We had to make a ninety degree right onto Grazhdansky Prospect at the base of a bridge. We did not look both ways. We didn’t even slow down entering traffic, and this time the icy grip of Newton overpowered all my faith and hope. Sliding across two lanes of now angry traffic travelling our intended direction, we ended up needing several evasive swerves through oncoming traffic to return to our side of the road before cresting the bridge. With nothing to hold onto and no faith to practice, i prepared to die a painful, perhaps fiery, death.

The Chechen dodged and swerved the stretch of Grazhdansky leading home; i think he would have employed the sidewalk (a not uncommon Russian driving technique) if he had operational brakes. I ticked off the landmarks along the way. Each one represented a bold refutation of Zeno, and if my luck held out i might live to tell the tale. But i wasn’t safe yet.

To drop me off chivalrously required making a left at a traffic light. As we approached it was red, but there was no way, even with everything the Lada had and the abuse the Chechen was willing to put her through, we’d make it before it changed. At this point, blowing the red at a three way intersection was the best option. We were going too fast to stop for oncoming traffic. The light turned green, and traffic led by a bus in the left lane was moving. The Chechen might as well have been Han Solo saying, “Never tell me the odds,” as he asked the Lada for more. At the intersection he yanked the wheel and stomped on whatever was left of the brakes. Horns blared. The bus and the car in the right lane tried to stop. The Lada tore loose from the asphalt, sliding through the intersection under control that was not much more than hopeful. I got a good, long, slow-motion and too-close-for-comfort look at the bumper of a city bus.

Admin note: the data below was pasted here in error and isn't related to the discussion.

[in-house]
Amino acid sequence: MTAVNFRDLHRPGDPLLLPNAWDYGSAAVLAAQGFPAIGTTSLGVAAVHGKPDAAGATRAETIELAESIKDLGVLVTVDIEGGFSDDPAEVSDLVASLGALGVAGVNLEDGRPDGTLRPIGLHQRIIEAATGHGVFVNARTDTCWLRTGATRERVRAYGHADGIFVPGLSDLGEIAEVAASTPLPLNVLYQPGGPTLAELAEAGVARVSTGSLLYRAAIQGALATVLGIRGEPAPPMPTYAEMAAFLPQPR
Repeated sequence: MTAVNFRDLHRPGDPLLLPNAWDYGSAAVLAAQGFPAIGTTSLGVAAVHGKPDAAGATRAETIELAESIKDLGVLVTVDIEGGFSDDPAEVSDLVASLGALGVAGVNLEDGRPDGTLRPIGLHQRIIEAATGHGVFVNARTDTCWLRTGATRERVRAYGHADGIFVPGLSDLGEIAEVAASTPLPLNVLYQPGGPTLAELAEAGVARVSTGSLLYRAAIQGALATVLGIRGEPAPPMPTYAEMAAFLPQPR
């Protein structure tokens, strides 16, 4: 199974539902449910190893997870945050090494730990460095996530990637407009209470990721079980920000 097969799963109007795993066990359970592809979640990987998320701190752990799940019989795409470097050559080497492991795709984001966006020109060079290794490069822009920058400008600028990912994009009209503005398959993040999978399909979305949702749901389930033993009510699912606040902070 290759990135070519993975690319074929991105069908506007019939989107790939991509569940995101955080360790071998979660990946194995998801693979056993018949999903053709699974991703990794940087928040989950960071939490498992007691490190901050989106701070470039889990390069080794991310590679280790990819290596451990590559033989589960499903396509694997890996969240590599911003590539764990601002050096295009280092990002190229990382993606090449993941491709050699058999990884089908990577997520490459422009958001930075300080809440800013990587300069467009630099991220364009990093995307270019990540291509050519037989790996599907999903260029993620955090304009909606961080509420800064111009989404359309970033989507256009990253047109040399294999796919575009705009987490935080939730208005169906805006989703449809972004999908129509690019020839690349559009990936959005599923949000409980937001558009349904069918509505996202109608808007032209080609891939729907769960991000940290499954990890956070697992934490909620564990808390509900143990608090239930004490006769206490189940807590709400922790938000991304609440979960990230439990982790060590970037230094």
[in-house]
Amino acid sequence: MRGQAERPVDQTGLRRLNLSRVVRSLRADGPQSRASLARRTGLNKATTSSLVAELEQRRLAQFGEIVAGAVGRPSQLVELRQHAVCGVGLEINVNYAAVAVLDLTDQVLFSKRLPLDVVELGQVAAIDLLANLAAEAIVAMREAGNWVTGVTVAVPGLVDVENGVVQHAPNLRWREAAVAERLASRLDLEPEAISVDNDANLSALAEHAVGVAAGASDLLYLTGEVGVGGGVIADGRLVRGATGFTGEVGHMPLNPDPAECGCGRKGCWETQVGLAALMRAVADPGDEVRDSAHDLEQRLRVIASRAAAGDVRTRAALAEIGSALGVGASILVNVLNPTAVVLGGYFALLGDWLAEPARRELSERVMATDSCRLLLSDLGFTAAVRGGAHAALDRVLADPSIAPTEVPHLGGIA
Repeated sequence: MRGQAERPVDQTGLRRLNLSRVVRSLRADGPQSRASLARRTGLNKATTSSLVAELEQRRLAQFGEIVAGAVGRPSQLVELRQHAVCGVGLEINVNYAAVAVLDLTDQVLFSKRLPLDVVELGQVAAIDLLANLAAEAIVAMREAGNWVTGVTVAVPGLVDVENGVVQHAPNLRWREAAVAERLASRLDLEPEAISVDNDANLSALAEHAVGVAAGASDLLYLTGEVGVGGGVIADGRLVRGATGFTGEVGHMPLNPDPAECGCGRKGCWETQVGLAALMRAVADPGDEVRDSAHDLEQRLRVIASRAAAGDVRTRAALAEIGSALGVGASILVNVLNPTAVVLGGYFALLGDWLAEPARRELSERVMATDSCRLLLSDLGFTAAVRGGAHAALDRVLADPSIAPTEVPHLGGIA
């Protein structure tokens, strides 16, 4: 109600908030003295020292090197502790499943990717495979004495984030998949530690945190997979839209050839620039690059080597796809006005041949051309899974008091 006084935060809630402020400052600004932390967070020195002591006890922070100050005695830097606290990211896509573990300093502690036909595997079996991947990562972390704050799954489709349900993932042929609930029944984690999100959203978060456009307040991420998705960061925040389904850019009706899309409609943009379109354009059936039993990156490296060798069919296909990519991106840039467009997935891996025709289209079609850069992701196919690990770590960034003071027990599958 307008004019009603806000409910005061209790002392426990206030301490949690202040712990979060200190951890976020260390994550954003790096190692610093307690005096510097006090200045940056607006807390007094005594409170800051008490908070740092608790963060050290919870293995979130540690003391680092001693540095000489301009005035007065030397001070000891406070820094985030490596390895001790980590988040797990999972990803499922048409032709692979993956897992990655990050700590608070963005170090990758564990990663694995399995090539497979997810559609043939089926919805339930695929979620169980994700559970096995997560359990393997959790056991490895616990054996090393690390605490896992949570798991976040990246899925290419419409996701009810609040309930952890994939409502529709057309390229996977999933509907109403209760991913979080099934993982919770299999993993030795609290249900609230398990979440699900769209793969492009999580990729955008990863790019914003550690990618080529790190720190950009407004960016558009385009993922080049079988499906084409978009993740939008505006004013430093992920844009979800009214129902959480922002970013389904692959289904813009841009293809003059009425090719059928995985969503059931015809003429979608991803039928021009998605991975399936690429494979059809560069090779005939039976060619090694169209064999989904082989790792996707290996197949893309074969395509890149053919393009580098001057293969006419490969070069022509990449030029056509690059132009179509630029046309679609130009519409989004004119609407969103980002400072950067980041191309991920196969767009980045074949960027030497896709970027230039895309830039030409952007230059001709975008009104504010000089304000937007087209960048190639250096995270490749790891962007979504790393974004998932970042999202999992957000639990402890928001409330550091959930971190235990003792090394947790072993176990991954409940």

But the Chechen managed to almost stick the landing. He couldn’t stop in time, so we hit the curb in front of the dormitory with both sidewalls. For a long second, the driver’s side of the car lifted and we teetered. And then the Lada fell to earth with a tired quiver, she shook and groaned like an old mule ready to be shot. I scrambled out as fast as my wobbly legs would carry me, paying the pittance the Chechen required and being willing to empty my pockets for having made it home alive.

I stood on the curb with my pile of laundry, now feeling the first symptoms of nausea from the carbon monoxide poisoning and my brushes with death. The Chechen smiled and said, “Bill Clinton is a friend of the Chechen people. When you return to America, tell him that I say thank you.” And with that he left me, ready to kiss the ground, in one last cloud of smoke. I promised that i would deliver his message, and i’ve never gotten around to fulfilling that promise. That feels wrong, since my promise was made in one of those moments of supreme elation and thankfulness to be alive. So if you’re reading this, Bill, there’s a Chechen doctor out there somewhere who loves and thanks you for your friendship with his people.


~ by Lex on October 29, 2009.

2 Responses to “The Chechen and the Lada”

  1. What a story. You clearly were not meant to die then… we saw a Lada in Australia this summer.

    Gypsy cab made me think Vardo – but the Lada is not very Vardo-like at all.

  2. Oh i love Ladas…i hope to someday bring one from Canada, particularly a Niva (what could be better than a 4×4 Honda Civic?). They speak to my belief that cars, the daily driver type, should be simple. I like the idea of being able to fix a vehicle with bailing wire…but i’m a weirdo.

    This story is just the tip of the Russian gypsy cabbing iceberg. Most of the silliest moments of my life have occurred riding around with a stranger in Russia.